The new director of the CIA held high-level talks in Pakistan after a provincial leader warned against expanding US missile strikes on al-Qaeda and Taliban targets inside the country’s thinly policed border with Afghanistan.
Leon Panetta arrived in Pakistan on Saturday on his first overseas trip since taking office as the Obama administration seeks a strategy to turn around the faltering war against Taliban militants in neighboring Afghanistan.
The US is concerned that political turmoil in Pakistan is distracting its government and army from combating Islamist insurgents threatening the stability of the nuclear-armed country and the surrounding region.
Panetta arrived from New Delhi, where Indian officials said they discussed the November terrorist attack in Mumbai, which has been blamed on a Pakistan-based militant group.
In a meeting with the CIA chief on Saturday evening, Pakistani Prime Minister Yousuf Raza Gilani stressed the need to resolve his country’s 60-year dispute with India over the divided Kashmir region so that Pakistan can “singularly focus its attention on eradicating the menaces of extremism and terrorism,” Gilani’s office said in a statement.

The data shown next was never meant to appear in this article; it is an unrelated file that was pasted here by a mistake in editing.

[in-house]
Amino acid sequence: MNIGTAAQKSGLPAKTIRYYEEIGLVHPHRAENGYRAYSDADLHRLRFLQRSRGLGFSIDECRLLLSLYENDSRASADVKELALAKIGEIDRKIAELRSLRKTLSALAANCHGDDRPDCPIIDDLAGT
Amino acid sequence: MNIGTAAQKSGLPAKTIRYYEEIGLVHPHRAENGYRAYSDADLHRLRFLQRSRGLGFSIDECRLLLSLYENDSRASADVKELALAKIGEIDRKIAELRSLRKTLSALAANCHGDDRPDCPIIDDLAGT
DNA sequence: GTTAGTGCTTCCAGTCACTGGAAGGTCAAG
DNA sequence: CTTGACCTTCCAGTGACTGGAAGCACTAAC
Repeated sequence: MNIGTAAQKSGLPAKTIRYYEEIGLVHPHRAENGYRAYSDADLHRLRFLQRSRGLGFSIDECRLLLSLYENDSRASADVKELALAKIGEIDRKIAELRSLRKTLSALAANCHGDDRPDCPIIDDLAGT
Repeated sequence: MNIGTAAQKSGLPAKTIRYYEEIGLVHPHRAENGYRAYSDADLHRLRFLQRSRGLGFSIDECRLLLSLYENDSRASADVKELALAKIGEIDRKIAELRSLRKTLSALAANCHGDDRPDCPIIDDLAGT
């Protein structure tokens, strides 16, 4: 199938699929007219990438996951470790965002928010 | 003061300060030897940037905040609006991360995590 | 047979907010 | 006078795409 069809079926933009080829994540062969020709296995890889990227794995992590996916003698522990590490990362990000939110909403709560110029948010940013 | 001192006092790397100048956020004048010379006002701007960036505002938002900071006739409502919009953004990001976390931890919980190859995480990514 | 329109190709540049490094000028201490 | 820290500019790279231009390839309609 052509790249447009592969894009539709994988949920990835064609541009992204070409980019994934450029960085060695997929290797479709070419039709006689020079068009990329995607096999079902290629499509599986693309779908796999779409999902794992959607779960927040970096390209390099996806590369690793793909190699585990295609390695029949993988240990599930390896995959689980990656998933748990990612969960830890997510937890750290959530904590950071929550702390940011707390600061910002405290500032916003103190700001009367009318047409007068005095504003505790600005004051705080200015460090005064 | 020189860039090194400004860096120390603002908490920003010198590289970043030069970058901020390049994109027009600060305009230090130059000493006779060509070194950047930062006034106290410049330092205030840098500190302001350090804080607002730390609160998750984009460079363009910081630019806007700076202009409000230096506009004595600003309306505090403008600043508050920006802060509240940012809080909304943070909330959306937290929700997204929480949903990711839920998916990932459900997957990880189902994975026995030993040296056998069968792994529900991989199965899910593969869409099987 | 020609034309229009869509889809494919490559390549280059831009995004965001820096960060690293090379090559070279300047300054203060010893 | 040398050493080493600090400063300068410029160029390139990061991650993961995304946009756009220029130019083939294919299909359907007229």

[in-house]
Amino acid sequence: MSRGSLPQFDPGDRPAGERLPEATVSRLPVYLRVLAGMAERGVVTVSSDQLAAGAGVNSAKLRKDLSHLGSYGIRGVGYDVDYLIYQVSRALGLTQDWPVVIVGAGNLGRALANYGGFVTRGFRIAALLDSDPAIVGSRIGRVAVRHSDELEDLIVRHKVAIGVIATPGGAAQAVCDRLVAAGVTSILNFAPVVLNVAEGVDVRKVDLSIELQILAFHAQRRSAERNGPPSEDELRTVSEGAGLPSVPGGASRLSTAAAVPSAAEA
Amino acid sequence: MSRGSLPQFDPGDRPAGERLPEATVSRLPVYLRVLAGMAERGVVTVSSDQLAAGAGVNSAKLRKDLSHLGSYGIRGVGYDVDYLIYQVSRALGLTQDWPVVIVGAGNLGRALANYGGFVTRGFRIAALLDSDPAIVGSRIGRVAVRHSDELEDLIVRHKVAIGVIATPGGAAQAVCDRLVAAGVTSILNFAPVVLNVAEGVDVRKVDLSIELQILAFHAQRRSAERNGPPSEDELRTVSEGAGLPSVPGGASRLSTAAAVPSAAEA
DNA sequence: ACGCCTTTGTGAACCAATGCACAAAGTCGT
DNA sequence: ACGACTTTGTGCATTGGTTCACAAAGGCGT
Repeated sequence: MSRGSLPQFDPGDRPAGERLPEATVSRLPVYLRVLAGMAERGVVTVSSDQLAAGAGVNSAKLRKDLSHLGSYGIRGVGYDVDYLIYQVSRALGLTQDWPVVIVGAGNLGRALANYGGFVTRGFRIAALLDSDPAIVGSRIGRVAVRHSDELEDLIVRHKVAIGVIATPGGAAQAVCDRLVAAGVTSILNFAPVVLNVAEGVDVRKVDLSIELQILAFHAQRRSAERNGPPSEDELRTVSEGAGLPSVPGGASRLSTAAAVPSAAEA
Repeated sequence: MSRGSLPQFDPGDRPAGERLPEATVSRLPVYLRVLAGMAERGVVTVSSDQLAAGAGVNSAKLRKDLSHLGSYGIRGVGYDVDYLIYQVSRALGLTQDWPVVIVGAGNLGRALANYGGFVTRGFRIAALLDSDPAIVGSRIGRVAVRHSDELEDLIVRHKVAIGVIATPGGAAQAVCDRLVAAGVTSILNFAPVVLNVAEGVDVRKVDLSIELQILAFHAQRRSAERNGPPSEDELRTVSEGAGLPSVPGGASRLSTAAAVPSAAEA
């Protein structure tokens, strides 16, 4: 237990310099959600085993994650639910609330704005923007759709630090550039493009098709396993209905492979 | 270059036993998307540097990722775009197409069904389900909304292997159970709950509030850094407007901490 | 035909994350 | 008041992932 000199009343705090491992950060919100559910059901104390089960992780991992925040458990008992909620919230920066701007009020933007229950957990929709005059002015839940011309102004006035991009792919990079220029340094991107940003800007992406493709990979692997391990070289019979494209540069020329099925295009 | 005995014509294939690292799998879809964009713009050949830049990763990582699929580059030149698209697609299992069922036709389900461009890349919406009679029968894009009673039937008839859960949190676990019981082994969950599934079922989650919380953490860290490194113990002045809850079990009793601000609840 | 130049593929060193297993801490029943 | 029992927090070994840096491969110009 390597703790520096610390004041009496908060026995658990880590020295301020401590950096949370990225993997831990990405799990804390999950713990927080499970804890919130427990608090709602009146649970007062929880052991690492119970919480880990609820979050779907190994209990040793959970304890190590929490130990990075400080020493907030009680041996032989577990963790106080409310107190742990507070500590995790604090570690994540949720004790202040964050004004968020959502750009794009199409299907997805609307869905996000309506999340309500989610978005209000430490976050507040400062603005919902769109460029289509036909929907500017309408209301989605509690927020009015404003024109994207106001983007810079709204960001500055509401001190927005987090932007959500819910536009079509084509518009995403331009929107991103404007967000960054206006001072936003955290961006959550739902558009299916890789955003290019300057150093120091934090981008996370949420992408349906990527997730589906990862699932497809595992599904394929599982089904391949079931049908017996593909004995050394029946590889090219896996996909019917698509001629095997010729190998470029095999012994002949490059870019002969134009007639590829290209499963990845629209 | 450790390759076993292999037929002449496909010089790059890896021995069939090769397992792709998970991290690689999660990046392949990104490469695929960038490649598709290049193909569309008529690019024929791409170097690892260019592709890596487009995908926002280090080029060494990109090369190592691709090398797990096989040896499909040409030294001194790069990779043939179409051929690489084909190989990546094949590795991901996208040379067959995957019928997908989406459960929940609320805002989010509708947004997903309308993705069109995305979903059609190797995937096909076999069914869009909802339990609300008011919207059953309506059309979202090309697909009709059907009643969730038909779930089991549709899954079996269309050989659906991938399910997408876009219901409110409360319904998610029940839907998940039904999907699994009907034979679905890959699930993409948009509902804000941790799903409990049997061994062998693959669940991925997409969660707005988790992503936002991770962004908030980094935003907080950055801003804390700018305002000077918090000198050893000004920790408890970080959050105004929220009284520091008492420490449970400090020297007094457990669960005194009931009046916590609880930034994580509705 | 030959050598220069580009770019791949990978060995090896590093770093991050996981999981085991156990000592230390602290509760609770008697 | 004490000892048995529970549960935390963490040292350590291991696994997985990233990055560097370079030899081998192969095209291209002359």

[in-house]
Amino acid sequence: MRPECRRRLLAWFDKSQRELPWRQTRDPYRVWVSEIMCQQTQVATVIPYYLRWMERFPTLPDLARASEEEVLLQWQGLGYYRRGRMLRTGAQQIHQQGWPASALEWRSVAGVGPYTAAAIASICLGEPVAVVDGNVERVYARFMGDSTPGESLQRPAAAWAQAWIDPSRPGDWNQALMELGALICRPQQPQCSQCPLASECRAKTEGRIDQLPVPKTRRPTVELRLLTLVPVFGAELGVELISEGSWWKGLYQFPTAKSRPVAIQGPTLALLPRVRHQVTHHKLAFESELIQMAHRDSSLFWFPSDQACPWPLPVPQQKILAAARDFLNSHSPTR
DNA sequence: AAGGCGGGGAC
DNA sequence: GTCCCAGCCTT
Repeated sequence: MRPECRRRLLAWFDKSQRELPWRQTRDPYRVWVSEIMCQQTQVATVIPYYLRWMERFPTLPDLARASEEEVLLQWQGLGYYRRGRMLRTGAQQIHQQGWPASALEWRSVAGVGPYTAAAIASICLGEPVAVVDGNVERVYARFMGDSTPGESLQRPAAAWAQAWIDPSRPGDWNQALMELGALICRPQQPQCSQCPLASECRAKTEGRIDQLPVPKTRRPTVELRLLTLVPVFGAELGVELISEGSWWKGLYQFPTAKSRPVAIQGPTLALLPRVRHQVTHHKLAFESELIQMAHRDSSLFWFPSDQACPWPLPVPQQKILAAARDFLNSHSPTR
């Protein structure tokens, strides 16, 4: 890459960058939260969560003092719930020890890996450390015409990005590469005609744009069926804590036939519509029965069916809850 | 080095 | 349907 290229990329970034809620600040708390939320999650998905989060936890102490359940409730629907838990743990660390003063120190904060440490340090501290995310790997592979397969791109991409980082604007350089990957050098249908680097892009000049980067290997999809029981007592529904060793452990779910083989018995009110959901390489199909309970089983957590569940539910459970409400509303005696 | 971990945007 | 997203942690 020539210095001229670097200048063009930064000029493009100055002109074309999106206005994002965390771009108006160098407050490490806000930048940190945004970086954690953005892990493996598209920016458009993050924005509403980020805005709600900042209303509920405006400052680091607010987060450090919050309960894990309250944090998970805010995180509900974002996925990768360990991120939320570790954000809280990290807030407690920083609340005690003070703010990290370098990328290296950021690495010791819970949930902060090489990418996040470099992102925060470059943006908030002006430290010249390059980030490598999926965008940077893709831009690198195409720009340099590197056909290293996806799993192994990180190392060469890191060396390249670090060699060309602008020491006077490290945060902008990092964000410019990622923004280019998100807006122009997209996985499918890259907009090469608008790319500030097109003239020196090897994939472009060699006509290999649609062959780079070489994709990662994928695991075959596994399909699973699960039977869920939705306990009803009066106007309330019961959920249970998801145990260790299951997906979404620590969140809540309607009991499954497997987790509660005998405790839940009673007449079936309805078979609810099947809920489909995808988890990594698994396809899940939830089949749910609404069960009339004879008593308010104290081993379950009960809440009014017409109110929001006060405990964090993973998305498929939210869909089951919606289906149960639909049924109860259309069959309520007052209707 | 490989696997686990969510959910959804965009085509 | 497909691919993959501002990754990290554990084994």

Panetta expressed satisfaction with bilateral cooperation and said Washington was urgently lining up more economic assistance for Pakistan, as well as equipment and training for its security forces, it said.
In a sign of US frustration at Islamabad’s failure to eradicate militant safe havens, unmanned aircraft operated by the CIA are believed to have carried out dozens of missile attacks in Pakistan’s wild tribal regions since last year.
US officials say the missile attacks have killed several senior figures in al-Qaeda, which Washington worries is plotting new Sept. 11-style attacks in the West and have significantly weakened the terror network’s organization.